A fractal is a pattern that infinitely repeats itself, growing smaller by a scale factor. In this course, students will create their own fractals, study some famous ones, and attempt to define them with age-appropriate language. Students will test their definitions on some things that might be fractals. We’ll look for them in nature, drawing connections between mathematics and life itself. We’ll take some occasional breaks from fractals to engage in activities such as pen-tracing puzzles, Exploding Dots, Mobius strips, and the unsolved No-Three-in-a-Line problem. This course is inspired by Johnny Houston’s tireless work on the No-Three-in-a-Line problem and especially by Maria Droujkova’s work on making compelling mathematics accessible to young children. Underlying mathematical concepts include multiplication, exponential growth, scale, geometry, infinity, self-similarity, dimension, iteration, place value, parity, discrimination, graph theory, and mathematical communication.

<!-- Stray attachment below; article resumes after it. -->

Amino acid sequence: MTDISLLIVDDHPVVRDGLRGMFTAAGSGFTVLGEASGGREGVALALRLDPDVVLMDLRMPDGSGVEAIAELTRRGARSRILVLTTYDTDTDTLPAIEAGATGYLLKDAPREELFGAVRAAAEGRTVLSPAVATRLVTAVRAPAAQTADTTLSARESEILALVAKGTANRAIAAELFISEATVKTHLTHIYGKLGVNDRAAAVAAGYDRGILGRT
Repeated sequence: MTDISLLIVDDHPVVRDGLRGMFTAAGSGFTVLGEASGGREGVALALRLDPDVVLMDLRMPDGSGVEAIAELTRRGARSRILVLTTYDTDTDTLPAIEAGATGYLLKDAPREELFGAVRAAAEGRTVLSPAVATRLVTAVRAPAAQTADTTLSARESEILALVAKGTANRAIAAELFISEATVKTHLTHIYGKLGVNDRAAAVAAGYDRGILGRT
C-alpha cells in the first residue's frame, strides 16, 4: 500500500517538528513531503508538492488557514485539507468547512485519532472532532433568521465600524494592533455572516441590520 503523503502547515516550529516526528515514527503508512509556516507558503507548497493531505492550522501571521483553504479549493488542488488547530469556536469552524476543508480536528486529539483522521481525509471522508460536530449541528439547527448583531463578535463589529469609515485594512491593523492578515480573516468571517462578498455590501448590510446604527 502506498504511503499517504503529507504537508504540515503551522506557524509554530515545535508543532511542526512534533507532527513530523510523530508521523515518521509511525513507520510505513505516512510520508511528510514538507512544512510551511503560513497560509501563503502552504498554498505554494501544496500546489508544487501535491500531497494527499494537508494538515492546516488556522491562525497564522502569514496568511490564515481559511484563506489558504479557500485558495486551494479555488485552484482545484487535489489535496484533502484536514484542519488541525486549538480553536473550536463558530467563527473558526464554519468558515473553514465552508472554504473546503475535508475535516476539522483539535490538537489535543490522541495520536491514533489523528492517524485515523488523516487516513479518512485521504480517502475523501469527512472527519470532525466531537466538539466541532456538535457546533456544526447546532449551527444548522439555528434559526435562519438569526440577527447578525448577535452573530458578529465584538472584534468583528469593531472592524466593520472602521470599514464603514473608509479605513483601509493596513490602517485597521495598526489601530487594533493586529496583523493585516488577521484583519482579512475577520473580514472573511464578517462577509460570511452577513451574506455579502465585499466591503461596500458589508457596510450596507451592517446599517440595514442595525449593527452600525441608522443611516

Thursdays, 3:30-4:30 pm, Garden Classroom
9/19-10/17 (5 weeks, 5 hours of instruction)